Football fans don’t see stadia like this every week. Featuring four independent stands – including the famed Holte End and its iconic brick-built façade – Villa Park is the largest of the six stadiums in the West Midlands and one of the UK’s best known.
Opened in 1897 - some 13 years after the club’s foundation – the stadium has gone through various guises to reach its current state; its final renovations were completed in 2001 when Prince Charles did as his grandfather King George had done over three-quarters of a century earlier and opened the newly-built Trinity Road stand. Those renovations mean that today, a maximum of 42,682 fans can watch Steve Bruce’s men, a number that is dwarfed by the stadium’s record attendance from March 1946, when 76,588 spectators piled in to see Villa’s FA Cup sixth round tie against Derby County.
Away fans are housed on one side of the Doug Ellis Stand, which runs parallel to the pitch and can hold 2,972; Brentford have received an initial allocation of 1,350 tickets as they head north searching to build on successive draws at Villa Park.
Did you know?
Since hosting Tottenham’s 4-0 FA Cup semi-final win over West Bromwich Albion in 1901, Villa Park held the event on 54 further occasions until 2007 – more than any other ground in the country – before the showpiece returned to Wembley a year later.
Despite its location, the journey from London Euston to Witton – just over a quarter of a mile from the ground - is just 1h 44m in duration and though, at the time of writing, offers on the trainline.com price the return journey for an adult at £27.50, a Super Off-Peak Return comes in at a reasonable £35 for adults and £17.50 for children.
There is only one service back to Euston from Witton post-match which departs at 10.40pm and arrives into London at 1.13am on Thursday morning. The last services from Birmingham Moor Street back to Euston depart at 10.10pm and 11.10pm.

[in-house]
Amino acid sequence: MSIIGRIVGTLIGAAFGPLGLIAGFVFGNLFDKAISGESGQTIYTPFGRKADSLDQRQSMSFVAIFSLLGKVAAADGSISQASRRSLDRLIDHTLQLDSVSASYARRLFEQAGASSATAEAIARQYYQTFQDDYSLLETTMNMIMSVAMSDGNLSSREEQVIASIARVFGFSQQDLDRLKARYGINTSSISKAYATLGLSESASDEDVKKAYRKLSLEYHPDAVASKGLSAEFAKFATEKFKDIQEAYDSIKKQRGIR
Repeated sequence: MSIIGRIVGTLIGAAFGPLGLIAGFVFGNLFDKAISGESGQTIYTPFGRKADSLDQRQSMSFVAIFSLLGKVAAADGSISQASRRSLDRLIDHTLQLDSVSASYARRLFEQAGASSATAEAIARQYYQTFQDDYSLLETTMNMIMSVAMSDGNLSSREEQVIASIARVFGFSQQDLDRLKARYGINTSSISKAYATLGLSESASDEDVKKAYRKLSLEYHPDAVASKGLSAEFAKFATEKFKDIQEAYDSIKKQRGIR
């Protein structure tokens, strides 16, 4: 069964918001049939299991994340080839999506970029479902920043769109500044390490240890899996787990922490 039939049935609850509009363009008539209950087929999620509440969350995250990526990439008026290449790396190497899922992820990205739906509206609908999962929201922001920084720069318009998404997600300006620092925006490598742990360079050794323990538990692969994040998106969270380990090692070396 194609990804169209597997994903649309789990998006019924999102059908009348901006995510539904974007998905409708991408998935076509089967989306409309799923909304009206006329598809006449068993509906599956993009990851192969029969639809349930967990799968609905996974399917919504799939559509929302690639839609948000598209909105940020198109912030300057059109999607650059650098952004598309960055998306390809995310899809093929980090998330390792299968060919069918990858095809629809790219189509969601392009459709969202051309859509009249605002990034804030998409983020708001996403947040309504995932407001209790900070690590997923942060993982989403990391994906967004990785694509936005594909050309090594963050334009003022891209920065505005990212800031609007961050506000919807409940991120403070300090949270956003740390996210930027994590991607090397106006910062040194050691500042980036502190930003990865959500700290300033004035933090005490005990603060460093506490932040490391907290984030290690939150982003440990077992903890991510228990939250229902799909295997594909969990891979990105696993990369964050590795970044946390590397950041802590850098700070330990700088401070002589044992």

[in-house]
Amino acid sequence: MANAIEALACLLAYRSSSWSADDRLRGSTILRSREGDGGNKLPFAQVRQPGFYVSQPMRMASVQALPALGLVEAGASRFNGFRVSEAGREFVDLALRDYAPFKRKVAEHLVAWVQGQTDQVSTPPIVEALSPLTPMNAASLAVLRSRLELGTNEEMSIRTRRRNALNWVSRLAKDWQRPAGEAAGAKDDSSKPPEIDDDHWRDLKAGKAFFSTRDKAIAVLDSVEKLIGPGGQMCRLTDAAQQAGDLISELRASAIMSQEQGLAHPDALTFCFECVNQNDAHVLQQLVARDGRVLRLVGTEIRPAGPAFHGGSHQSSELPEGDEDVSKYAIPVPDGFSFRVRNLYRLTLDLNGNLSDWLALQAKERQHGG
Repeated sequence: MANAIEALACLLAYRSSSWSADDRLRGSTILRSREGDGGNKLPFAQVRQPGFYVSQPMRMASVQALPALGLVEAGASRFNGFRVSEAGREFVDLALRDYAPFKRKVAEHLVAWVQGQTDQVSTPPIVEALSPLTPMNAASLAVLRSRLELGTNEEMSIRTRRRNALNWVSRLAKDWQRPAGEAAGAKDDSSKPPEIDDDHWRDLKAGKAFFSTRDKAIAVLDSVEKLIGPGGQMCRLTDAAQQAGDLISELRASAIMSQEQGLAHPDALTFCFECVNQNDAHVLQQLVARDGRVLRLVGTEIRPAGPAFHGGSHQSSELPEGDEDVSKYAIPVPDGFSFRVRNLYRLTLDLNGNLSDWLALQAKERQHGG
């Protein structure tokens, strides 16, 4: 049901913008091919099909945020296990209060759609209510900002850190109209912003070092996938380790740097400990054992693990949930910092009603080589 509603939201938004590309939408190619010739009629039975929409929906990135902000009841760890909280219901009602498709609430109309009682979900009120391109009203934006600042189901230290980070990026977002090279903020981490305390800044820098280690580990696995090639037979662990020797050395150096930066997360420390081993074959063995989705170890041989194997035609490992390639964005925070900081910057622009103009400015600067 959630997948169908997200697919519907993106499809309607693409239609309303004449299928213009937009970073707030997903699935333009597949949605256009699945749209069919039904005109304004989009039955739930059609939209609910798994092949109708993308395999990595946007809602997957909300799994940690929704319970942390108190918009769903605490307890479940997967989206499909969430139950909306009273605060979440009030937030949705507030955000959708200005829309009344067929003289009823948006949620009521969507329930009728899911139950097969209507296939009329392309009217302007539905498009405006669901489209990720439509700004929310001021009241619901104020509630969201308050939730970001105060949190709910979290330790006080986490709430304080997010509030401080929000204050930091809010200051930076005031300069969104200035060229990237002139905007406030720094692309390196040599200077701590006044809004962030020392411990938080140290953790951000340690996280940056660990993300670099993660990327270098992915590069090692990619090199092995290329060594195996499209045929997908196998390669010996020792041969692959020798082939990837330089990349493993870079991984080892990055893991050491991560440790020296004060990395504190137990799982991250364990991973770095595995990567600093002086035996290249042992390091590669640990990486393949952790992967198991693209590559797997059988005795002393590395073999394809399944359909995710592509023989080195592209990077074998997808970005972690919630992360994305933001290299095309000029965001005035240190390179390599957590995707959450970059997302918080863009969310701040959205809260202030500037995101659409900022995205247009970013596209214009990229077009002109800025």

The journey by road is relatively simple and takes around two to three hours, depending on traffic in the Birmingham area; join the M4 in Brentford at Lionel Road South and join the M40 via the M25. At junction 3A, join the M42, merge onto the M6 and leave again at junction 5 (due to weekend roadworks) as you approach Birmingham. Use the postcode B6 6HE which will take you to the ground, but be mindful that parking at Villa Park is not allowed without a matchday permit. The club’s official website lists the following official parking sides on the north side of the stadium: Brookvale Road car park, Birmingham City University and Broadway School. And on the south side of the stadium: Powerleague, Star City (free), Aston Social Club, Aston Tower School and King Edward School.
Where to eat/drink
The most convenient pub for away fans is probably the pub previously known as the Cap and Gown – now the Witton Arms - which is just a stone’s throw from the Doug Ellis Stand, though the payment of an entry fee might deter potential customers. Nonetheless, there are plenty of pubs in the surrounding area including the Hare of the Dog, which is close to Birmingham City University, the Grade II listed Barton’s Arms on High Street Aston or, should you arrive into Birmingham New Street railway station, the Shakespeare arms, adjacent to the main entrance, has previously proved a hit with travelling supporters. It’s worth taking note that alcohol is only served in the lower tier of the stand in which Brentford fans will be situated.
Tickets for Wednesday's visit to Aston Villa go off sale tomorrow afternoon. Click here for more information and to buy online.